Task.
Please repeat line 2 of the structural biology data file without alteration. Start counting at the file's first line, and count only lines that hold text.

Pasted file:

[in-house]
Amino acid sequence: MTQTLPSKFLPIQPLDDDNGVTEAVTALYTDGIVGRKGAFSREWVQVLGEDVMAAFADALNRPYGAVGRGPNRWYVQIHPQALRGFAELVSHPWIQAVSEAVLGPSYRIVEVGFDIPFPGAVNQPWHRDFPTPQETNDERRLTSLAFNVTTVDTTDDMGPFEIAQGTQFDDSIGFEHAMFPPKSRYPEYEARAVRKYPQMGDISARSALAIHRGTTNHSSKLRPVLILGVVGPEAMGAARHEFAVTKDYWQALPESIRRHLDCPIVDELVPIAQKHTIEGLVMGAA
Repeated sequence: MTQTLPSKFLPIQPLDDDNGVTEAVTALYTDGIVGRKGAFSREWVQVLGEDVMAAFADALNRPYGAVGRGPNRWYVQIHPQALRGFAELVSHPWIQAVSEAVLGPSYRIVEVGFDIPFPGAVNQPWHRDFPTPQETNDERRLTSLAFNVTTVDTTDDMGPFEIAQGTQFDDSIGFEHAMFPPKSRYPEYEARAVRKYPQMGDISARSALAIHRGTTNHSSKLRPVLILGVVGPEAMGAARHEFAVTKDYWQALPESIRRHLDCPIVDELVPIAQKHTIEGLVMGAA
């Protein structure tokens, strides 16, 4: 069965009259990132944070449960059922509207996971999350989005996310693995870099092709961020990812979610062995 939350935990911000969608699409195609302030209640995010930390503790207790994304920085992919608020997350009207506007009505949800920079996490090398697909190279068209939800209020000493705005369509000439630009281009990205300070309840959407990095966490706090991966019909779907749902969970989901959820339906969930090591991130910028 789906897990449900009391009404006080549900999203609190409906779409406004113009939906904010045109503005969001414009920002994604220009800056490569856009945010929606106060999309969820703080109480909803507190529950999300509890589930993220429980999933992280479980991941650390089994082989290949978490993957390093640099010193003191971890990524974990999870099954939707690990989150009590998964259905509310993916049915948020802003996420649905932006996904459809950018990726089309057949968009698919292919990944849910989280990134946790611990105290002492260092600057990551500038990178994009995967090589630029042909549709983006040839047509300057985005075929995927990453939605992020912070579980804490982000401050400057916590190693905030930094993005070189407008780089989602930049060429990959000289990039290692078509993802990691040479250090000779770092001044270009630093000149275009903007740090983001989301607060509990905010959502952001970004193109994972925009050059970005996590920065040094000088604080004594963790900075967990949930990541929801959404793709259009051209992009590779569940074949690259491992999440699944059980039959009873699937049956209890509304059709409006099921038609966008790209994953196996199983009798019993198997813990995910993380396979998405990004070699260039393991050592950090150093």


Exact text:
Amino acid sequence: MTQTLPSKFLPIQPLDDDNGVTEAVTALYTDGIVGRKGAFSREWVQVLGEDVMAAFADALNRPYGAVGRGPNRWYVQIHPQALRGFAELVSHPWIQAVSEAVLGPSYRIVEVGFDIPFPGAVNQPWHRDFPTPQETNDERRLTSLAFNVTTVDTTDDMGPFEIAQGTQFDDSIGFEHAMFPPKSRYPEYEARAVRKYPQMGDISARSALAIHRGTTNHSSKLRPVLILGVVGPEAMGAARHEFAVTKDYWQALPESIRRHLDCPIVDELVPIAQKHTIEGLVMGAA